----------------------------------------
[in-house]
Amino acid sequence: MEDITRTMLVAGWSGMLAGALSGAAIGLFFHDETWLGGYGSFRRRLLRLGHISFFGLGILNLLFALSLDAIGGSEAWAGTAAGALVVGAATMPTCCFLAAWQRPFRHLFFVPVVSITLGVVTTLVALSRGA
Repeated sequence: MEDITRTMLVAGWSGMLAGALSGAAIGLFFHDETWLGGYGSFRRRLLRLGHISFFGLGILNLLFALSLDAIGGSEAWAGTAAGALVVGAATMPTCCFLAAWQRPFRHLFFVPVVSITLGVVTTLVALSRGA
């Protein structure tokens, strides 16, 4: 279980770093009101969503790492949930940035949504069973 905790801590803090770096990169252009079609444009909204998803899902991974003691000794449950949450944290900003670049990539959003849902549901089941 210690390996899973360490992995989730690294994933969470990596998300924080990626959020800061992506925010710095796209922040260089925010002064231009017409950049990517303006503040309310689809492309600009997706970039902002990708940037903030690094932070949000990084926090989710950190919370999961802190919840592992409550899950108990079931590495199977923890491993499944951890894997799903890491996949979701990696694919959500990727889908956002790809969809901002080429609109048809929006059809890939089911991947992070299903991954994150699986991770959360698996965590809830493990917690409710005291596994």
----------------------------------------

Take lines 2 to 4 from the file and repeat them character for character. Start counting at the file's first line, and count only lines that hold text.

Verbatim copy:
Amino acid sequence: MEDITRTMLVAGWSGMLAGALSGAAIGLFFHDETWLGGYGSFRRRLLRLGHISFFGLGILNLLFALSLDAIGGSEAWAGTAAGALVVGAATMPTCCFLAAWQRPFRHLFFVPVVSITLGVVTTLVALSRGA
Repeated sequence: MEDITRTMLVAGWSGMLAGALSGAAIGLFFHDETWLGGYGSFRRRLLRLGHISFFGLGILNLLFALSLDAIGGSEAWAGTAAGALVVGAATMPTCCFLAAWQRPFRHLFFVPVVSITLGVVTTLVALSRGA
């Protein structure tokens, strides 16, 4: 279980770093009101969503790492949930940035949504069973 905790801590803090770096990169252009079609444009909204998803899902991974003691000794449950949450944290900003670049990539959003849902549901089941 210690390996899973360490992995989730690294994933969470990596998300924080990626959020800061992506925010710095796209922040260089925010002064231009017409950049990517303006503040309310689809492309600009997706970039902002990708940037903030690094932070949000990084926090989710950190919370999961802190919840592992409550899950108990079931590495199977923890491993499944951890894997799903890491996949979701990696694919959500990727889908956002790809969809901002080429609109048809929006059809890939089911991947992070299903991954994150699986991770959360698996965590809830493990917690409710005291596994």